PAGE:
JACKSON, Miss. - Gov. Haley Barbour appointed former district attorney and trial judge Ann Hannaford Lamar to the Mississippi Supreme Court Wednesday.
Lamar will fill the spot vacated by Justice Kay Cobb, who retired May 1.
"It is truly an honor to have the opportunity to serve," Lamar said. "I am humbled by the appointment. I am looking forward to a new challenge. I am looking forward to working with the other justices. I am appreciate of the confidence that the Governor has placed in me."
Lamar, 54, has been a judge since Nov. 1, 2001, when she was appointed o the 17th Circuit Court District. Peviously, she served as an assistant district attorney in DeSoto, Panola, Tallahatchie, Tate and Yalobusha counties.
"The primary thing about Judge Lamar is her wealth of experience and knowledge as a former district attorney and as a trial judge," Chief Justice James Smith said. "First-hand trial experience is invaluable at the appellate level for fully understanding the ramifications and the nature of cases as they make their way through the judicial system."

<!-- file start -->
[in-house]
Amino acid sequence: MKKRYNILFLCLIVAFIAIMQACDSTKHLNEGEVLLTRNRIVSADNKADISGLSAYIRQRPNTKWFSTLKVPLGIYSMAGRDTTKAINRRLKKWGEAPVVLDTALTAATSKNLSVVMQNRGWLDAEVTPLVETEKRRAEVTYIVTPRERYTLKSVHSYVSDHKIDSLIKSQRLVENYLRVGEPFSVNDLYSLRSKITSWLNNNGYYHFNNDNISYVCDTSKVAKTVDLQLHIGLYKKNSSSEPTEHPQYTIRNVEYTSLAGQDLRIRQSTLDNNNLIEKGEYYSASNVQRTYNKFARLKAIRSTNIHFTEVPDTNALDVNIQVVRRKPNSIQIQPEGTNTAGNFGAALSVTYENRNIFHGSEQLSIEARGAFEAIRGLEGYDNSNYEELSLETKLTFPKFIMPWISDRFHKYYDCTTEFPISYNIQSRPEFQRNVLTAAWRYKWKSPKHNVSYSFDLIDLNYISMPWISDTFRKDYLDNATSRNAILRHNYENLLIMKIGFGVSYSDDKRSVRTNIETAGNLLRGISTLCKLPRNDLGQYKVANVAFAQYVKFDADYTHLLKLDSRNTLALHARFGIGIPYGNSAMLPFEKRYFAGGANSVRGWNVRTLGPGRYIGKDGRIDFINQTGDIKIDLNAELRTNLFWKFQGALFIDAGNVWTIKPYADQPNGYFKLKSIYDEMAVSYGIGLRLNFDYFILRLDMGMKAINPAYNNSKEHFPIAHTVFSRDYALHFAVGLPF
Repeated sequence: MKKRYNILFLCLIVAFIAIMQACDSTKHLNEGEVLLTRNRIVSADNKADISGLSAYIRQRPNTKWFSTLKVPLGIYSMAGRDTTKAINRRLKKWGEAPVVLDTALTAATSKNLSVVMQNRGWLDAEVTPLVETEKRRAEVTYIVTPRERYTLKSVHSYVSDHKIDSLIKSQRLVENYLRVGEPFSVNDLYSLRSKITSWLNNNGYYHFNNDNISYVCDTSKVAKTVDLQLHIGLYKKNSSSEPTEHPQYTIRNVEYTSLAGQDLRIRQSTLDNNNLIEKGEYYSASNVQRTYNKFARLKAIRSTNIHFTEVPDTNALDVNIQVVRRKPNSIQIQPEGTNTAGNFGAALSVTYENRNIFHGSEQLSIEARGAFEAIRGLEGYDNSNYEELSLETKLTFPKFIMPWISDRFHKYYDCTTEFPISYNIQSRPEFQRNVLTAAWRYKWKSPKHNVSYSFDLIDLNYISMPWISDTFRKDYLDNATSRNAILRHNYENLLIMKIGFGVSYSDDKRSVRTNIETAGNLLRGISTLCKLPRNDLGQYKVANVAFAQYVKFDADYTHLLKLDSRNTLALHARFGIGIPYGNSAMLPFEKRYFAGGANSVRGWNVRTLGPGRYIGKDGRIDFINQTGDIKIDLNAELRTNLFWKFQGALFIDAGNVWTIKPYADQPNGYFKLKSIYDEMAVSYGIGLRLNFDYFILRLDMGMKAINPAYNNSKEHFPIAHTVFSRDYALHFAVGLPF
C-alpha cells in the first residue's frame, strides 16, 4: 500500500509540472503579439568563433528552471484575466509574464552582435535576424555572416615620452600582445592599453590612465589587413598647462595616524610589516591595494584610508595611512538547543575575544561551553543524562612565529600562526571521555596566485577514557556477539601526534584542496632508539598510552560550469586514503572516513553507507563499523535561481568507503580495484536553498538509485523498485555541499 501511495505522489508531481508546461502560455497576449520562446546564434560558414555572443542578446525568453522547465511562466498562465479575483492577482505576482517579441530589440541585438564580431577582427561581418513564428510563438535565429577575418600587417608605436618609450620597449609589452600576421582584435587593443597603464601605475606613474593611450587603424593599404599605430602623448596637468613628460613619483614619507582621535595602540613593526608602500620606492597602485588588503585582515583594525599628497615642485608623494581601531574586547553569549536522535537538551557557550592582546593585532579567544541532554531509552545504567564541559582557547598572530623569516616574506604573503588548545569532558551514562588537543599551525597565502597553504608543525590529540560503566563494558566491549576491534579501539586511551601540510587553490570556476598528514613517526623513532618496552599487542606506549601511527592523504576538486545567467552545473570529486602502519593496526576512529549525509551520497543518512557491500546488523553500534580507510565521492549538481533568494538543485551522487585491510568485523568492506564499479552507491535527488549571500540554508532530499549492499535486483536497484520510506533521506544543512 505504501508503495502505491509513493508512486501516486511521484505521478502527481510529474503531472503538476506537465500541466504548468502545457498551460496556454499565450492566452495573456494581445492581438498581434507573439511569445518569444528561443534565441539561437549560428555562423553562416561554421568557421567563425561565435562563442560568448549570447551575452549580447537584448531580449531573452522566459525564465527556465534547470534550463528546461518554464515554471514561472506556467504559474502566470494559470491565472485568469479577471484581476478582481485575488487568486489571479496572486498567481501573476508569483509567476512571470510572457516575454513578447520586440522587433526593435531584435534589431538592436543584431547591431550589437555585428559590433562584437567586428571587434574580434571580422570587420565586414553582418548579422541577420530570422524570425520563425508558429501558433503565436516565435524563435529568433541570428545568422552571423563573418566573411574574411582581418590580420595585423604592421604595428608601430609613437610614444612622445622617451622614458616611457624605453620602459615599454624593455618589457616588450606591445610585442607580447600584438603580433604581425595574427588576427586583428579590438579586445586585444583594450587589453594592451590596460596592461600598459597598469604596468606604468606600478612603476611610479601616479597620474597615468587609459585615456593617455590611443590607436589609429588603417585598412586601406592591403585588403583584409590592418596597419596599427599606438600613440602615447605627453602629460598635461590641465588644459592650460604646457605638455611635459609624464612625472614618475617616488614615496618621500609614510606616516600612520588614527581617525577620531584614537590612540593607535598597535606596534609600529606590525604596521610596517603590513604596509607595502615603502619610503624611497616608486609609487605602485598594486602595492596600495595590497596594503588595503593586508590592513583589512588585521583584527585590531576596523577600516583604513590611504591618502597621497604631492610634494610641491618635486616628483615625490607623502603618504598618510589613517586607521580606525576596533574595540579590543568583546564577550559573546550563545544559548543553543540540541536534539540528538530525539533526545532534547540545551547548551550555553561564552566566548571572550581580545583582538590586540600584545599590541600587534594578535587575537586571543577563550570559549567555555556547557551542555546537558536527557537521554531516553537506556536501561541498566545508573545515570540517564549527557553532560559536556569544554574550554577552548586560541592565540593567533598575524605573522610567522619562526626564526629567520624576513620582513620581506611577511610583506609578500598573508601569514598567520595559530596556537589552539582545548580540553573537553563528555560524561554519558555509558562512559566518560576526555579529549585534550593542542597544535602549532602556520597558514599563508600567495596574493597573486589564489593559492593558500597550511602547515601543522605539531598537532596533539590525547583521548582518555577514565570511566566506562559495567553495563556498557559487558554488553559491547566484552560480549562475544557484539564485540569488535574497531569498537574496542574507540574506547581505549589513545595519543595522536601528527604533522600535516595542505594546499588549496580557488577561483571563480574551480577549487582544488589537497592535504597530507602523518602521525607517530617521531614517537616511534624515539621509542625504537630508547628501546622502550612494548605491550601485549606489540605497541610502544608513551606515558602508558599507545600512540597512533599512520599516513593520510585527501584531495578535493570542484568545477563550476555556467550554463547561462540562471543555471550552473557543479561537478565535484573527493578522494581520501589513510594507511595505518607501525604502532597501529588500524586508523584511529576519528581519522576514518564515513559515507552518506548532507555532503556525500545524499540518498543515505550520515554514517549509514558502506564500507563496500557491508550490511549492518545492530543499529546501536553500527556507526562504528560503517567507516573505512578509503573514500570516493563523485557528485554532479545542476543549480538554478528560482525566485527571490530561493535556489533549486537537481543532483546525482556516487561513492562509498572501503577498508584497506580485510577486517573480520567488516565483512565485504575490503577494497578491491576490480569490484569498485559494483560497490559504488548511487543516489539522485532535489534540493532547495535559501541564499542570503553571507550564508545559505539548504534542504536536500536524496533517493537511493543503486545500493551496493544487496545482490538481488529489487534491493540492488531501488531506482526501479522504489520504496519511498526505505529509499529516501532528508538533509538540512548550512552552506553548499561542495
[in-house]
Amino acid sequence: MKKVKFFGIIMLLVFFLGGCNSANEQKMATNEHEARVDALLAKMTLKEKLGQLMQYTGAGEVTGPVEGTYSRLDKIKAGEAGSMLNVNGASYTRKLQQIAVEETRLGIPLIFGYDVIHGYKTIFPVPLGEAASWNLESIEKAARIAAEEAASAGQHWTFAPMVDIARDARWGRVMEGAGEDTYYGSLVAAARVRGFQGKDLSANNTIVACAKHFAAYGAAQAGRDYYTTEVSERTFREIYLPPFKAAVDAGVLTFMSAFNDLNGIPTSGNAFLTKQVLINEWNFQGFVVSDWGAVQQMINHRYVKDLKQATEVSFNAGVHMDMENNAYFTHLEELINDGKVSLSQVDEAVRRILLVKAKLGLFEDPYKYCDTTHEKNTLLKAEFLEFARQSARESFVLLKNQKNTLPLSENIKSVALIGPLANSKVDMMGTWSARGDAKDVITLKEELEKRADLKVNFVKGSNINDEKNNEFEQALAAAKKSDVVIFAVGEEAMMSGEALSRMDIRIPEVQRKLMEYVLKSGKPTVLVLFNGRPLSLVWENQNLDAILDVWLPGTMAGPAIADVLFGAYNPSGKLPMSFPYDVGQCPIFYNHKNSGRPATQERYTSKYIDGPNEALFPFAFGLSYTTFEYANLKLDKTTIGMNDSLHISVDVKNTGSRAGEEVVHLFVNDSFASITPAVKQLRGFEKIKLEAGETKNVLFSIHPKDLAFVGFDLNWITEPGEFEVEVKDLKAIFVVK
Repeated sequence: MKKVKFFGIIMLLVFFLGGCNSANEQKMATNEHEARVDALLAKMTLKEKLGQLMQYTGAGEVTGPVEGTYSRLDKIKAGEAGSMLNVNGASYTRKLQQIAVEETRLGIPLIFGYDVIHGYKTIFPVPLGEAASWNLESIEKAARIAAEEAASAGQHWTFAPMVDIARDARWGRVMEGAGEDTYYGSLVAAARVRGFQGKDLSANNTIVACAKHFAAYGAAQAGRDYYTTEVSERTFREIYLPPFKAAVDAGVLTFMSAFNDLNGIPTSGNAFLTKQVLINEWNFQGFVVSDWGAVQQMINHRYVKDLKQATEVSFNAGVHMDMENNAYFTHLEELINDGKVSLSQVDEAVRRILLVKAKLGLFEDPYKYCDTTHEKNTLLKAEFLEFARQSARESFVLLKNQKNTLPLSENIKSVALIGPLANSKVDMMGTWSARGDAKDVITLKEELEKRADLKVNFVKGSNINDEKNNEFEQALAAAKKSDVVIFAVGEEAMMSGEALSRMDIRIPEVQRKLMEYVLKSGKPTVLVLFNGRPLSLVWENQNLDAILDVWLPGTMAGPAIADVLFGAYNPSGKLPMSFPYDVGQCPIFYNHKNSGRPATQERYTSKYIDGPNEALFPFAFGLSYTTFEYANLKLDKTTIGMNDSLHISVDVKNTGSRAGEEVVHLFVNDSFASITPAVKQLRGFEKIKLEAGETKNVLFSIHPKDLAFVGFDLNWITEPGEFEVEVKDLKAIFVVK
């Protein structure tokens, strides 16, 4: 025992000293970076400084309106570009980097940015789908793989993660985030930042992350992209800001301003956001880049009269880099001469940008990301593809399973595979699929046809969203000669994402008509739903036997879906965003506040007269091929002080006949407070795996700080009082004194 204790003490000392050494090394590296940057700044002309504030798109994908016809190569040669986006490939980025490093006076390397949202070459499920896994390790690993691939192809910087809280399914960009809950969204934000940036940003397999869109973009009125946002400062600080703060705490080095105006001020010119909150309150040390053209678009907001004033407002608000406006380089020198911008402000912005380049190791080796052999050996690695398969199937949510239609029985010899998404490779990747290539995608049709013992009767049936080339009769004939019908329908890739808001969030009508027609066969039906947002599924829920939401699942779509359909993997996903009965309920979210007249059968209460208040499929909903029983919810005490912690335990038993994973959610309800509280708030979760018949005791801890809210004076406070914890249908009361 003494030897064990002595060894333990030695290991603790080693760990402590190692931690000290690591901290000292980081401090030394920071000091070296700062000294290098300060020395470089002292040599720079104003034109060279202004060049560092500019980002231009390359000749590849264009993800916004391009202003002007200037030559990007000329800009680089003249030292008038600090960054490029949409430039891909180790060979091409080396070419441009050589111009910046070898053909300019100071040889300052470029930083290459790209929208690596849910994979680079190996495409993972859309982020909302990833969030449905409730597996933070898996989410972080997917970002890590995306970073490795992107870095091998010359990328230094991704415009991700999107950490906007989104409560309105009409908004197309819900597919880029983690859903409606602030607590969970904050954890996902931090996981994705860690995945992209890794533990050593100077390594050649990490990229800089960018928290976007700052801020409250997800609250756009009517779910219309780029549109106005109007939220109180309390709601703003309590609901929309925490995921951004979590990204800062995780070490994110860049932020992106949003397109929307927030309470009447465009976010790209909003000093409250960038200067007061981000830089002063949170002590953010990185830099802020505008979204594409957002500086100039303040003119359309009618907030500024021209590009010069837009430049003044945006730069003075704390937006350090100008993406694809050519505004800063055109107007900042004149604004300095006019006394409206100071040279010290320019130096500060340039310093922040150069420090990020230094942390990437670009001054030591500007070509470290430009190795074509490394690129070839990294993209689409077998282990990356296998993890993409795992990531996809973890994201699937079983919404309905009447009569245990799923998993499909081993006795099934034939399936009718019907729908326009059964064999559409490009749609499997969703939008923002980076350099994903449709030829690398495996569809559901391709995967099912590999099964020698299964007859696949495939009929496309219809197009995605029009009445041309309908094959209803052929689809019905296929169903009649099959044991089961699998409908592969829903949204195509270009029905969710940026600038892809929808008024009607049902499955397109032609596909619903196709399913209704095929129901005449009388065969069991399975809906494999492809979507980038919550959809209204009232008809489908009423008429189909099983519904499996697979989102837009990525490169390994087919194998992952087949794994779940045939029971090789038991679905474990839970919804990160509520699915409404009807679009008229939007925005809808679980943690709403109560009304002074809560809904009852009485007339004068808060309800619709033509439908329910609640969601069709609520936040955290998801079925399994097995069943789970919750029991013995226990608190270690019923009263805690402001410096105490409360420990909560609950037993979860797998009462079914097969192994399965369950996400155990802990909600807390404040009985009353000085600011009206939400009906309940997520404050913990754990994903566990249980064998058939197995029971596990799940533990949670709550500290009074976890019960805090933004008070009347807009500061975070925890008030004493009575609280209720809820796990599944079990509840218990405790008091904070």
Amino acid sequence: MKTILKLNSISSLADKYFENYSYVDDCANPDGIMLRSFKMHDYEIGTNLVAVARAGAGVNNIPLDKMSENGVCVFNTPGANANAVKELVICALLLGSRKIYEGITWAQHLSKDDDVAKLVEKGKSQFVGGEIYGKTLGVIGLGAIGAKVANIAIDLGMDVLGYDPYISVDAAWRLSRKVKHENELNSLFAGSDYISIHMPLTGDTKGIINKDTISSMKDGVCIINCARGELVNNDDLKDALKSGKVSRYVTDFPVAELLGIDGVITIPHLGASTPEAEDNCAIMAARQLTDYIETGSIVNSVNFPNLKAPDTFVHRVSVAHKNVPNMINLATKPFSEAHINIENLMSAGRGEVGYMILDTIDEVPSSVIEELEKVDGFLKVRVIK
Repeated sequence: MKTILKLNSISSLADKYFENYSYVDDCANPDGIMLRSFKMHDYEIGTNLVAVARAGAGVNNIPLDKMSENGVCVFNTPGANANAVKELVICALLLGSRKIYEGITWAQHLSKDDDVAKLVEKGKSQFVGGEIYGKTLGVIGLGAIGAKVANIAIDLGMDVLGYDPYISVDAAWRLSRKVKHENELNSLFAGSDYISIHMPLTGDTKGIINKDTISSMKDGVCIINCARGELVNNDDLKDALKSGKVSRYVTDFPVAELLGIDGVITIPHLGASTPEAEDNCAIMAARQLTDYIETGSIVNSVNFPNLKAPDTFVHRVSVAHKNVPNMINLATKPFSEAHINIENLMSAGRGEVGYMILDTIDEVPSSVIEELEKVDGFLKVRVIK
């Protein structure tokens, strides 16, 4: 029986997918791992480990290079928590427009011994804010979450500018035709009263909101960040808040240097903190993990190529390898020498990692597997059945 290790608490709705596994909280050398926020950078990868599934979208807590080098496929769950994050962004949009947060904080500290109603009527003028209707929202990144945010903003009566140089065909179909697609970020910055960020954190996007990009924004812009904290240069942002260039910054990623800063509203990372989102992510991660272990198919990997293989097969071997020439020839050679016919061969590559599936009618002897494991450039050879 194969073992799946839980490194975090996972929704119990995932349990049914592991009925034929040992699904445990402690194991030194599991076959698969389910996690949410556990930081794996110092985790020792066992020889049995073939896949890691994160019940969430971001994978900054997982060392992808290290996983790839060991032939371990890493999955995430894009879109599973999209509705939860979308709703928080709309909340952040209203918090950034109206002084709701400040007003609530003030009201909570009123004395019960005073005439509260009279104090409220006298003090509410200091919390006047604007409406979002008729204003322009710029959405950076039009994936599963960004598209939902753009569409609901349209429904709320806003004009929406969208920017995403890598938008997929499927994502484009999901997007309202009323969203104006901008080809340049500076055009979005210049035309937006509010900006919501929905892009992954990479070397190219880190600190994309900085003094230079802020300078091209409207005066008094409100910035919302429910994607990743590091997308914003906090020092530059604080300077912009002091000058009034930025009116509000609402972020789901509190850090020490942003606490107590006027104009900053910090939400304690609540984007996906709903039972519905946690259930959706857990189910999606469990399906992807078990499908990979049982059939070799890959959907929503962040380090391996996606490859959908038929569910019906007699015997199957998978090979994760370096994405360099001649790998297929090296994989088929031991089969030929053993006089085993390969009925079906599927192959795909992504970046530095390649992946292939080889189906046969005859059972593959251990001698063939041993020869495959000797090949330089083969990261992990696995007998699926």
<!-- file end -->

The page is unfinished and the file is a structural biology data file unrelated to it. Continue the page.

Justice George Carlson called her "one of the best lawyers in the courtroom I've ever seen."
Lamar becomes the third woman to serve on the Supreme Court.
"I think the best way I can serve woman and help to open the door to them is to do the very best I can in whatever position I'm in," Lamar said. "It's what I've tried to do up until now."
Lamar will wrap up her circuit court duties in the next few days. She graduated from the University of Mississippi School of Law in 1982, having previously received a degree in education from Delta State University in 1974.
During her time in private practice, she worked at Lamar & Hannaford, P.A., a general practice law firm in Senatobia.
"Ann is highly regarded among her peers as an outstanding judge with a great legal mind. She brings a wealth of credentials and experience both as a prosecutor and judge to a very demanding level of public service," said Barbour, a Republican.
"I am pleased she has accepted this important assignment and confident she will follow in Justice Cobb's footsteps as a dedicated and conscientious member of the state's highest court."